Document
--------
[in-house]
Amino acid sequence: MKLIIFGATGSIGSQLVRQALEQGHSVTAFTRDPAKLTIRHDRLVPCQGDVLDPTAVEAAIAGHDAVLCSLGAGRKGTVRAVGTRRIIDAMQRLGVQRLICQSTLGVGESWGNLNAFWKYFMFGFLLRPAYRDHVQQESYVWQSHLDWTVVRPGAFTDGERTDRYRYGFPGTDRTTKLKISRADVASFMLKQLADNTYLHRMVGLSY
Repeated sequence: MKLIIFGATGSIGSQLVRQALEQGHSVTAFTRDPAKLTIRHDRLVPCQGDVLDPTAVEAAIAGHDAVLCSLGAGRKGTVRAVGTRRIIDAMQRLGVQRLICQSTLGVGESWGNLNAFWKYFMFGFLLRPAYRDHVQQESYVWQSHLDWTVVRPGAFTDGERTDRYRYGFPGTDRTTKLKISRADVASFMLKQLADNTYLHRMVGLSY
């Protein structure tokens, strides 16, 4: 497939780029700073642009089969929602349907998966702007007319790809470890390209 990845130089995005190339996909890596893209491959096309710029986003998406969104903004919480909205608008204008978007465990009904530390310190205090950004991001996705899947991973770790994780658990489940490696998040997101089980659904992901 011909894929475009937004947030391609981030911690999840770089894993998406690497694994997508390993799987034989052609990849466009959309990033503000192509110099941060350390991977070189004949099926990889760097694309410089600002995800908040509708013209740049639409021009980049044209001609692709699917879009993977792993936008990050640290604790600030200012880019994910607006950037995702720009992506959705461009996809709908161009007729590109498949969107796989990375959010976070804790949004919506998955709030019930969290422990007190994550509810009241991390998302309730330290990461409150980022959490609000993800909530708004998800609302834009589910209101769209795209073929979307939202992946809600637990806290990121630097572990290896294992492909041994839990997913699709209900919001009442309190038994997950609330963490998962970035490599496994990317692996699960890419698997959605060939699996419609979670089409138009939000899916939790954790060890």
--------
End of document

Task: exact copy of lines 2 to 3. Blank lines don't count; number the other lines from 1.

Amino acid sequence: MKLIIFGATGSIGSQLVRQALEQGHSVTAFTRDPAKLTIRHDRLVPCQGDVLDPTAVEAAIAGHDAVLCSLGAGRKGTVRAVGTRRIIDAMQRLGVQRLICQSTLGVGESWGNLNAFWKYFMFGFLLRPAYRDHVQQESYVWQSHLDWTVVRPGAFTDGERTDRYRYGFPGTDRTTKLKISRADVASFMLKQLADNTYLHRMVGLSY
Repeated sequence: MKLIIFGATGSIGSQLVRQALEQGHSVTAFTRDPAKLTIRHDRLVPCQGDVLDPTAVEAAIAGHDAVLCSLGAGRKGTVRAVGTRRIIDAMQRLGVQRLICQSTLGVGESWGNLNAFWKYFMFGFLLRPAYRDHVQQESYVWQSHLDWTVVRPGAFTDGERTDRYRYGFPGTDRTTKLKISRADVASFMLKQLADNTYLHRMVGLSY